|Posted by douggoodman on May 14, 2012 at 2:30 PM||comments (0)|
Is there anything as fun as crawling through the mud on your hands and knees while searching for footprints? (Of course not!) I got to spend most of this past weekend (thanks to my wonderful and accepting wife, Mrs. Bad Ass) at a man-tracking seminar in Alvin, Texas. The weather was accommodating and the instructor was the vivacious Mr. Fernando Moreira. Fernando has been man-tracking bad guys and lost people since before I was born, so he had a lot of great instruction to bring our SAR team.
Fernando Moreira squatting next to the
curb while he describes
how to collect information from a print
How wonderful was my weekend? Look at this picture of my boots and knee pads. Can't see the knee pads? I can't see how. I already had knocked some of the mud off them...
One of the biggest things that I took from this seminar was the similarities in tactics between man-tracking and human remains work. Obviously, you are looking for something that is not there. (As my son would say, Duh, Dad!) But in both disciplines, the key is observation. I like to tell people that SAR work for me is staring at a dog's butt all day. The handler has to be able to read his dog, so he is looking for the subtle and not-so-subtle signs that the dog is on trail, off trail, or doing something else. With man-tracking, the tracker is again looking for subtle and not-so subtle signs laid on the ground, in the bushes, or sometimes even higher. The key difference is that a handler acts as an interpreter, whereas the tracker is directly examining the evidence.
Directly Examining Evidence (I should note that we did
not "lift" the footprint - this is an example of what Houston
clay can do after a night of rain and a day of heat -
and it was not the footprint we were tracking)
Another similarity between disciplines was the solution to lost tracks/scent. For a tracker, you go back to the last good clue. Several times this past weekend, we would find one print, then lose the next one, so we would have to go back to that last print and check the measurements to see where the next one should be. I say should be because strides can change depending on terrain, weather, etc. For the dog handler, the same technique is used if a dog seems off scent. The handler guides the dog back to the last place it had scent and commands the dog to search again from there.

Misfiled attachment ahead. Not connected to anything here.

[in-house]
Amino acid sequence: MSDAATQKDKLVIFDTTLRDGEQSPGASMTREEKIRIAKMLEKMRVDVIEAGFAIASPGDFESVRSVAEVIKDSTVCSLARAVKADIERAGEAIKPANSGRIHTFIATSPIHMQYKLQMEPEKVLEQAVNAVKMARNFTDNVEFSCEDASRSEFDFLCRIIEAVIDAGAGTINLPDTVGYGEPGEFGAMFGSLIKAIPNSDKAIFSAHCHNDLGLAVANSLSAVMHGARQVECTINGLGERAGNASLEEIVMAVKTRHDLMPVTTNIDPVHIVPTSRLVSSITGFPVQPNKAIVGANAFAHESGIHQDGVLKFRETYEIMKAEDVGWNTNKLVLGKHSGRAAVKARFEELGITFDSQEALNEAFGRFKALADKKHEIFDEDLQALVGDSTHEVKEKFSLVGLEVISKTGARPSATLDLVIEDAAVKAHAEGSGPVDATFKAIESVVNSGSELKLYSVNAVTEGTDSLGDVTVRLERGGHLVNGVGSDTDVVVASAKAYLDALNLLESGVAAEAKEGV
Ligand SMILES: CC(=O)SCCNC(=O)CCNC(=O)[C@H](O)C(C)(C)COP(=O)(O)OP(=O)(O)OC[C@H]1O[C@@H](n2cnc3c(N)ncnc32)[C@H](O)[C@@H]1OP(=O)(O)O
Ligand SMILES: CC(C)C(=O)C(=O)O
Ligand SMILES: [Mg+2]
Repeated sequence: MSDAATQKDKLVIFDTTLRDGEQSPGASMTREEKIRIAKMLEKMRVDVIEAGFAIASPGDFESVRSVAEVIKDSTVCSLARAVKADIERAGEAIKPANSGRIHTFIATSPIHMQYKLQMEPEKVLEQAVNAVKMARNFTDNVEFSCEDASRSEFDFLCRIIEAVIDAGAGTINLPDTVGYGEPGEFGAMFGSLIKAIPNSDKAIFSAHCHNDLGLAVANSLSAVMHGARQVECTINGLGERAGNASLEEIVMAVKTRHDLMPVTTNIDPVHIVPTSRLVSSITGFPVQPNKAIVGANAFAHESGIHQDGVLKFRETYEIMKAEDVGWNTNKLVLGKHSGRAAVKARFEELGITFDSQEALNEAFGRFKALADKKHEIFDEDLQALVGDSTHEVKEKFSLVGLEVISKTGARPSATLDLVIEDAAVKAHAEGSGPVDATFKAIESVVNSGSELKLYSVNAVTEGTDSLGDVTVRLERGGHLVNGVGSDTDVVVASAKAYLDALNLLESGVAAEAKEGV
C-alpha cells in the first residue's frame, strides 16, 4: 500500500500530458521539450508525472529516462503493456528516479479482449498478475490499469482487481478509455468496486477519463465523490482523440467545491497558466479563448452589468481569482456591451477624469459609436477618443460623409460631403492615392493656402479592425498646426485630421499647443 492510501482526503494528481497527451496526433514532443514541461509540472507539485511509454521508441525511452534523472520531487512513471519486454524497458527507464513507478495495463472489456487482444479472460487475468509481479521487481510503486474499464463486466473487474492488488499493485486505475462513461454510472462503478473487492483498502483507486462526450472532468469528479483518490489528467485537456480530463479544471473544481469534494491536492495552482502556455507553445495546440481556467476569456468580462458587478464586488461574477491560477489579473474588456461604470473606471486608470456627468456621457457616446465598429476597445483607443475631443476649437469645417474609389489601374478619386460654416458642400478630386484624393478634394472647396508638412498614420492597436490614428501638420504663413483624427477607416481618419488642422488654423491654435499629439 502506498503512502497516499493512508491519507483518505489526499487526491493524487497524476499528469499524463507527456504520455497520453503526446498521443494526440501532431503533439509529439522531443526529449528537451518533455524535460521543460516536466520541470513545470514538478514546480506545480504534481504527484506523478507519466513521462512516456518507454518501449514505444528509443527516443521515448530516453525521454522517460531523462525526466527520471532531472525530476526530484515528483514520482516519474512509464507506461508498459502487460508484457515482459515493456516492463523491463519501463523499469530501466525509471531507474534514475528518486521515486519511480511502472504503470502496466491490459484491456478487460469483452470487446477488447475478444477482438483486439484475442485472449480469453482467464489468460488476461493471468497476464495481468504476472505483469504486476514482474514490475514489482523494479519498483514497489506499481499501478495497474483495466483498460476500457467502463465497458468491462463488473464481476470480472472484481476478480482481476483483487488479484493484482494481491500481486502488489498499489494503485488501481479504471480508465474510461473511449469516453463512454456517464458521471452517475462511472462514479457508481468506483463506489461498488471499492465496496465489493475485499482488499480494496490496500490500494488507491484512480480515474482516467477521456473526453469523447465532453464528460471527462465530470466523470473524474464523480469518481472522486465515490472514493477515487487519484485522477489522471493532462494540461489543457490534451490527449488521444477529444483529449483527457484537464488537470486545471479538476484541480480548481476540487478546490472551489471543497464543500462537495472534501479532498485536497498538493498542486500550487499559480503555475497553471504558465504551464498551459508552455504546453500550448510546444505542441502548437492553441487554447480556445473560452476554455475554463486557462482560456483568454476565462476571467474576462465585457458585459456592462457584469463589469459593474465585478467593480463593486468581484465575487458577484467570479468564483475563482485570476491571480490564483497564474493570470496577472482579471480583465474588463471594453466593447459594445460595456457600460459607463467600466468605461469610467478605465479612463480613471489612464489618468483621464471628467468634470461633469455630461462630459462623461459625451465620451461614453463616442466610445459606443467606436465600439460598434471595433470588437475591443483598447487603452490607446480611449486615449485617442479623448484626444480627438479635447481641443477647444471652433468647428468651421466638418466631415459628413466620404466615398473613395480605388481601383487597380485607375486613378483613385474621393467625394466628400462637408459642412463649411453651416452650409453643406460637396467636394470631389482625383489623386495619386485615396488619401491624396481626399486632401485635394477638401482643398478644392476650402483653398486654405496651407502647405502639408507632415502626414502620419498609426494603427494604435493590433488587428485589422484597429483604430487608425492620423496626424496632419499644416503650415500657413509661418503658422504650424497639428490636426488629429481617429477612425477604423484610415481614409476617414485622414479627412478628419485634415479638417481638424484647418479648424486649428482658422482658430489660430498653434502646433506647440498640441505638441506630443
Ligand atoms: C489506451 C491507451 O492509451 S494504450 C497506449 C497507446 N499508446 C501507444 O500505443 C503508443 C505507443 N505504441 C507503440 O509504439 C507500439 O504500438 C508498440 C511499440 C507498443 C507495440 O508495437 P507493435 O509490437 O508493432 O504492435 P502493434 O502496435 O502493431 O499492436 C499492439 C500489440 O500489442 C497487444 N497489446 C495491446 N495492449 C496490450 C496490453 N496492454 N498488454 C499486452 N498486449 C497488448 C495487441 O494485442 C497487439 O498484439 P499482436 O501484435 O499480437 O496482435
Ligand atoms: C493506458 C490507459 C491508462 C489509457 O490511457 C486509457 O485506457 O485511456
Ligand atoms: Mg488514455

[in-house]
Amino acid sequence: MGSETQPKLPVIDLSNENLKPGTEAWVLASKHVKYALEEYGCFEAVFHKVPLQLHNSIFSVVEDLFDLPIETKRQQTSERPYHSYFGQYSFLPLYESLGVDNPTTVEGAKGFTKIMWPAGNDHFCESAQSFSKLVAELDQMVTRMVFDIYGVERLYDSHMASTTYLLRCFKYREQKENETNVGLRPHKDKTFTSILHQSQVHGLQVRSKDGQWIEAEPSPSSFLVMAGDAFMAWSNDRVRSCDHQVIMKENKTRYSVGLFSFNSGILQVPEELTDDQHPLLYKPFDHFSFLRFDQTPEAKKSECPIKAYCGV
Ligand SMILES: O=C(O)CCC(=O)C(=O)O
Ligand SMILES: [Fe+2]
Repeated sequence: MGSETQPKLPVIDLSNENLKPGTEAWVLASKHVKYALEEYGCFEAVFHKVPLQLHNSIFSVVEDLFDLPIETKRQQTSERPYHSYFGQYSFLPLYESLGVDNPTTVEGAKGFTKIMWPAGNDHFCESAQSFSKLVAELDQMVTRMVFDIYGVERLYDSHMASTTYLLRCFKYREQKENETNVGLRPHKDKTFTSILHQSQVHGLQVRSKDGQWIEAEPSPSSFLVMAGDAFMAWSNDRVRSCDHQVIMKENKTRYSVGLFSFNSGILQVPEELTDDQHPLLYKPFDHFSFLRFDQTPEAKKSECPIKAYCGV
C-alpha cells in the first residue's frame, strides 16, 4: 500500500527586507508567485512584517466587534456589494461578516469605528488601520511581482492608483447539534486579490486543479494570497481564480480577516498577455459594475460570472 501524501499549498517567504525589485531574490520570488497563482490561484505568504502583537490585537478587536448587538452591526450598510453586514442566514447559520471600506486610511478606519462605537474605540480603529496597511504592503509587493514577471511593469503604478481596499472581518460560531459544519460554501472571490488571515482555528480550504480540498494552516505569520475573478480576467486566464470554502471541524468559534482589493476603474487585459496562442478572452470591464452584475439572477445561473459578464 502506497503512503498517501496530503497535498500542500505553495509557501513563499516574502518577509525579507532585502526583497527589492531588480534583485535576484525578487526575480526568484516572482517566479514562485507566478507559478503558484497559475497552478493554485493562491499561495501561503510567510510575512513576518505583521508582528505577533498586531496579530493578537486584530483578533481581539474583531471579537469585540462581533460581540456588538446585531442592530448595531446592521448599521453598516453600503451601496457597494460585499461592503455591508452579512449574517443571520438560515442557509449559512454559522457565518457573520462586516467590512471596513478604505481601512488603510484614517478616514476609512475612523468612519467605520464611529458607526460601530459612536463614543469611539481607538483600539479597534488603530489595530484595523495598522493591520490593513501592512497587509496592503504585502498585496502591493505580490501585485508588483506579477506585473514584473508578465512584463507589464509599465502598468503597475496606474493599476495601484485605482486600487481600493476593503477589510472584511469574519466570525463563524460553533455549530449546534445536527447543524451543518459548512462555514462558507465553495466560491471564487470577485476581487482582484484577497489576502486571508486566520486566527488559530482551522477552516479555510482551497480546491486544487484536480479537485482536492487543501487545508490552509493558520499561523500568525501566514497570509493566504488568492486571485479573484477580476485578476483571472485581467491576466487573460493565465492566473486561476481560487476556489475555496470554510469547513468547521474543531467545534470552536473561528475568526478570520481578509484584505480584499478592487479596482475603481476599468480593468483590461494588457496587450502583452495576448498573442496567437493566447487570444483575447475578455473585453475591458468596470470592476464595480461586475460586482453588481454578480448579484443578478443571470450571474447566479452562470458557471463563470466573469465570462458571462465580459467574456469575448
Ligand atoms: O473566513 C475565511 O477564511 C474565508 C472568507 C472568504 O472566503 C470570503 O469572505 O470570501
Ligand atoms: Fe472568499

So did we learn all the cool stuff that you see in movies like the ability to tell if somebody is sick, tall, short, carrying something, etc. Even in a basic course, we learned how to do some of it. I impressed myself after following some of his tracks I asked Fernando if he favored one leg over the other, and he said yes. He had been shot during the Portuguese War back in the seventies. (Told you he had been tracking for a long time.)
Fernando said several times that everything can be read from a person's tracks. "It's all there right on the ground." After a weekend of training with him, I can say that I learned more about tracking than I thought was possible, and I feel like a whole new world has been opened up to the SAR team. And you know what? Yeah. It was all there right on the ground. I just had to stop and look at it.
Before these footprints were painted,
I couldn't see them
|Posted by douggoodman on March 12, 2011 at 8:35 PM||comments (0)|
I have been training for the SARTech II field exam. The SAR team has graciously been working with me so that I have some practice on some of the field tests before the exam. Last week one member gave a great ropes course presentation. (I hope I can remember the difference between bights and bends.) Up today - Land Nav.
It was swampy and muddy, and my boots were completely submerged in water up over the Gore-Tex. At one point, I was crawling through the underbrush. Along with several cuts and scrapes, I now have an abrasion on my left cheek (not that cheek) that makes me look kind of like Tommy Flanagan. Soon after finding the first post, one of the field advisors warned everyone that there were feral hogs roaming the training grounds. And somewhere along the way I lost the walking stick SARTechs are required to carry in their packs. So all in all, it was a great morning!